The Summer of Love occurred in the Haight-Ashbury area of San Francisco in 1967. Tens of thousands of young people converged on the neighborhood for music, drugs and free love. MAX TOMLINSON chose this setting to begin his novel, "VANISHING IN THE HAIGHT."
Margaret Copeland, problem child in her wealthy family, left home to join the thousands gathering in Haight-Ashbury. However, sharing a mattress with strangers in a noisy, smoke-filled room has lost its appeal. High and clutching a dime, Margaret is on her way to a pay phone. She wants to go home, but a stranger who knows her name is waiting. Her body is found in a nearby park beaten, raped and suffocated with a dry cleaning bag.
The San Francisco police attributed her death, despite inconsistencies, to the Zodiac killer. Her family was not convinced, and now 11 years later, her dying father wants the truth. His hope is that Colleen Hayes can find the man responsible for Margaret’s death.
At first glance, Colleen is not an obvious choice. She’s on parole after serving nine years for manslaughter. She killed her husband when she discovered he molested their 8-year-old daughter, Pamela. She does have a business, Hayes Confidential, but is awaiting her private investigator license.
Colleen came to San Francisco a year earlier to reconnect with her daughter. In her search for Pamela, she found the body of a young woman and helped Dan Moran of Santa Cruz Homicide find the killers. Impressed by her tenacity, Moran is the reason Edward Copeland wants to hire her.
The only job Hayes Confidential has is guarding an abandoned paint factory where Colleen is also living. This is where Edward Copeland’s lawyer finds her. Unsure about taking on the case, Colleen doesn’t say yes or no. The decision is made for her by an early visit the next day from her parole officer. After Colleen declines his advances, he deems her living situation is a parole violation. She agrees to look into Margaret’s murder for much needed money and legal help with her parole officer.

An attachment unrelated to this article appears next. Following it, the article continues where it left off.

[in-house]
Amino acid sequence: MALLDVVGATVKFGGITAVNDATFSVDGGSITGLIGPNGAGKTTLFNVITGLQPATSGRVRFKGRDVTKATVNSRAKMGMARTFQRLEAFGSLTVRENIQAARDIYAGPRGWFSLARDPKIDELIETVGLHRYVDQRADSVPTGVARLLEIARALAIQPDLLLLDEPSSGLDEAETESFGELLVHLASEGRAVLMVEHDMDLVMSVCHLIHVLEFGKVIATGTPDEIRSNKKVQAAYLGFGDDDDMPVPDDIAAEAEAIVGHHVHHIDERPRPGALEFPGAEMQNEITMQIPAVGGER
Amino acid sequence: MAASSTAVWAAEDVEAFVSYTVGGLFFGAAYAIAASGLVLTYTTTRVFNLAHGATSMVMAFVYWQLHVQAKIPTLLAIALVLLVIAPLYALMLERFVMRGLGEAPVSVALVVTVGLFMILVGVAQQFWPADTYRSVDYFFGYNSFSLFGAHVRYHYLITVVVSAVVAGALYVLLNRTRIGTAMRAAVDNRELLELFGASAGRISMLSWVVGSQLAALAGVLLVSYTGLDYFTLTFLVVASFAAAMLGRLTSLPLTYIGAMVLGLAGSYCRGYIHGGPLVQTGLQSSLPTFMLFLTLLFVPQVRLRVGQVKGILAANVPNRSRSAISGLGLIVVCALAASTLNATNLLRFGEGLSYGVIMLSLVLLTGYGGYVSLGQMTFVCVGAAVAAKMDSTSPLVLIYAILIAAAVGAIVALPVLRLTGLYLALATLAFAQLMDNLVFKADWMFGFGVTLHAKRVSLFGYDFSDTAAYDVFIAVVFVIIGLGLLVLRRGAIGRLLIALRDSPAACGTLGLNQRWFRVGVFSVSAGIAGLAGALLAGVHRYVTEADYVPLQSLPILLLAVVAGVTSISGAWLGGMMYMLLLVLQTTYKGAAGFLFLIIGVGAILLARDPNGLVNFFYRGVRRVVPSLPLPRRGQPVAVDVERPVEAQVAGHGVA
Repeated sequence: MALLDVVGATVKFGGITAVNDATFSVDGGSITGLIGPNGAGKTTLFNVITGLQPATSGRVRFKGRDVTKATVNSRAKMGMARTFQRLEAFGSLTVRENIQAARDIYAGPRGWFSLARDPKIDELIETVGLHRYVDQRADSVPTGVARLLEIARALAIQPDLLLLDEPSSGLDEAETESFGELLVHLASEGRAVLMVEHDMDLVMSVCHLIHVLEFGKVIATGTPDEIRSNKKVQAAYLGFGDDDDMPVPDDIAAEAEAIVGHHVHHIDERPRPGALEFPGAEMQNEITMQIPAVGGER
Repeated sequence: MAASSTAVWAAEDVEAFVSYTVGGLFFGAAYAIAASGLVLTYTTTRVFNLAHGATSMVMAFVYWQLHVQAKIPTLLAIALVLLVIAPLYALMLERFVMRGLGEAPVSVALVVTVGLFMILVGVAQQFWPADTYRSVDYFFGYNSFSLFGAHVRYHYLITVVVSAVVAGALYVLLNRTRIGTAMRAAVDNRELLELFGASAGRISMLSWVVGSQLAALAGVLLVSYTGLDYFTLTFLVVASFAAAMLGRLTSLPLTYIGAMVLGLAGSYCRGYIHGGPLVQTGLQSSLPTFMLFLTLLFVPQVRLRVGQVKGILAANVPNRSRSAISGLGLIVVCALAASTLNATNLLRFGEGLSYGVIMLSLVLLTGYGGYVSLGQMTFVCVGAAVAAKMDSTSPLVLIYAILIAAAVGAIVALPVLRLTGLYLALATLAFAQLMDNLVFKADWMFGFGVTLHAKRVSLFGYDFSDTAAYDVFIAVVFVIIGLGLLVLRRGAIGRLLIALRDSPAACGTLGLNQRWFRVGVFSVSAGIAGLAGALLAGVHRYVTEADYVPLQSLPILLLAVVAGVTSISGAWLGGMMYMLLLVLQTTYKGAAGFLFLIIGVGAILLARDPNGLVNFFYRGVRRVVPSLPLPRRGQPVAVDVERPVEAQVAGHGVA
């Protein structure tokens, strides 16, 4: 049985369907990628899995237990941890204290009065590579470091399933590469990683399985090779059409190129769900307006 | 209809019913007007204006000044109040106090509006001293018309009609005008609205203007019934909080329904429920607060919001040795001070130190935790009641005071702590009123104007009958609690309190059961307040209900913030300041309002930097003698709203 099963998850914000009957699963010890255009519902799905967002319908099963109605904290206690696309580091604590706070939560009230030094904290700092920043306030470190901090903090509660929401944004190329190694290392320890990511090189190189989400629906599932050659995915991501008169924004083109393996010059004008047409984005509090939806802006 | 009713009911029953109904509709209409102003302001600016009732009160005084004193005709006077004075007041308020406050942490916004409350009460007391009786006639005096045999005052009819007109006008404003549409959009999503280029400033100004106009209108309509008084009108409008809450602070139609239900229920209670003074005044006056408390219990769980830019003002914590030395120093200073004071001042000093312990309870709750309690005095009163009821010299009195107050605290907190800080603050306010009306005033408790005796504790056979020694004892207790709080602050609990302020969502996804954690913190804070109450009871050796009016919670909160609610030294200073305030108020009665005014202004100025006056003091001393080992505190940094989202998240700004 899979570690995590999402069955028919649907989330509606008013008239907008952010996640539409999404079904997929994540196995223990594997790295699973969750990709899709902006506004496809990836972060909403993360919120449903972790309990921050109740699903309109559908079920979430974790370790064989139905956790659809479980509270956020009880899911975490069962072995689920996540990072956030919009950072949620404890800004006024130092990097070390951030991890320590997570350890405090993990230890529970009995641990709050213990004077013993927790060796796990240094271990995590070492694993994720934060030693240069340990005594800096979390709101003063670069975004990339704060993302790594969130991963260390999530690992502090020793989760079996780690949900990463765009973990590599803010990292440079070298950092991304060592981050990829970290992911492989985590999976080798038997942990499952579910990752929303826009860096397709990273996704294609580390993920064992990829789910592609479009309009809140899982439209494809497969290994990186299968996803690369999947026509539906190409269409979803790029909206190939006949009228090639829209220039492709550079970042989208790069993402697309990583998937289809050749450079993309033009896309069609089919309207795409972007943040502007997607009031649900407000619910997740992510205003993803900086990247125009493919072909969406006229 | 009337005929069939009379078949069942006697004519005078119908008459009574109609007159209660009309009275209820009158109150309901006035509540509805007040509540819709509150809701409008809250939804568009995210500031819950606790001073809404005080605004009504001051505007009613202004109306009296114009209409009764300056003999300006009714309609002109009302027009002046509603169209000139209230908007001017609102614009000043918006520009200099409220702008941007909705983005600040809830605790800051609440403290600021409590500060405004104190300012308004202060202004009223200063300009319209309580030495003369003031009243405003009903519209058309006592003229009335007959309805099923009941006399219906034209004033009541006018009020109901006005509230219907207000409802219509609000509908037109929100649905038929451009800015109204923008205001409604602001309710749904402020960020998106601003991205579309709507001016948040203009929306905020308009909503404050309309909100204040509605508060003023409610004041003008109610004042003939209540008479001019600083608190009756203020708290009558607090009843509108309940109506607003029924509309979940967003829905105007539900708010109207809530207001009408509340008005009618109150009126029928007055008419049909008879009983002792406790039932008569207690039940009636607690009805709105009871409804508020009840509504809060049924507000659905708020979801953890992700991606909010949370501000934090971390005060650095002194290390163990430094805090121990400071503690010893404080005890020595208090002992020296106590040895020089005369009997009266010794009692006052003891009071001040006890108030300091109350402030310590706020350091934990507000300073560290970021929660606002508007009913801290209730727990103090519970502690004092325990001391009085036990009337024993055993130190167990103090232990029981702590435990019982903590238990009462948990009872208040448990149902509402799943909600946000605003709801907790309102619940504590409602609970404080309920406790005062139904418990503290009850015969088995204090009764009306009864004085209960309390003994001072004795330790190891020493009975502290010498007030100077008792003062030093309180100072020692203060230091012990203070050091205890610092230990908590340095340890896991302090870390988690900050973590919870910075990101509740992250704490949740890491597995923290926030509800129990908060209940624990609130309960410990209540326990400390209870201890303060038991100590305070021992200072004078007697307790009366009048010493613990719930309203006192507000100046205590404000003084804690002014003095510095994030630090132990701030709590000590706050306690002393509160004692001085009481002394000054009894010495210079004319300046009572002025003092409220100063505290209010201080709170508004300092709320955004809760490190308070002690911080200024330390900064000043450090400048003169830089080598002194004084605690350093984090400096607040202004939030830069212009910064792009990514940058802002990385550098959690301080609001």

Colleen starts digging, and one of the first things she wants is a look at the police file. Futile requests have been made by the family before, but she goes ahead with the paperwork. As she works her way from one department to another at SFPD, calls are made alerting someone to her request.
She doesn’t get the file, but she has the name of the investigating officer and tracks him down. Forced into retirement soon after Margaret’s death, Jim Davis agrees to meet and bring his copy of the murder file. But someone doesn’t want Margaret’s killer found, and Davis is killed before he can talk.
The tension builds as Colleen follows clues and evidence that was ignored in the initial investigation. We know the police were protecting someone in the summer of 1967. How far will they go to shield a killer — a killer who is back and stalking his next victim? Colleen wants justice for both Margaret and Jim, but can she find the truth before there is another death?
Tomlinson has penned a tough, tenacious heroine in Colleen. She’s smart, has a strong desire for justice but can be gently compassionate. It is interesting to have a novel set in a time when you had to have dimes for the pay phone, the library was the place to go for research and finding addresses, and you put on bell bottoms and platform shoes for a night out.
This was billed as a the first book in the Colleen Hayes mystery series. The second book, “Tie Die,” is out now, and I’m looking forward to Colleen’s next case.
Patty Crane is the reference librarian for the Joplin Public Library.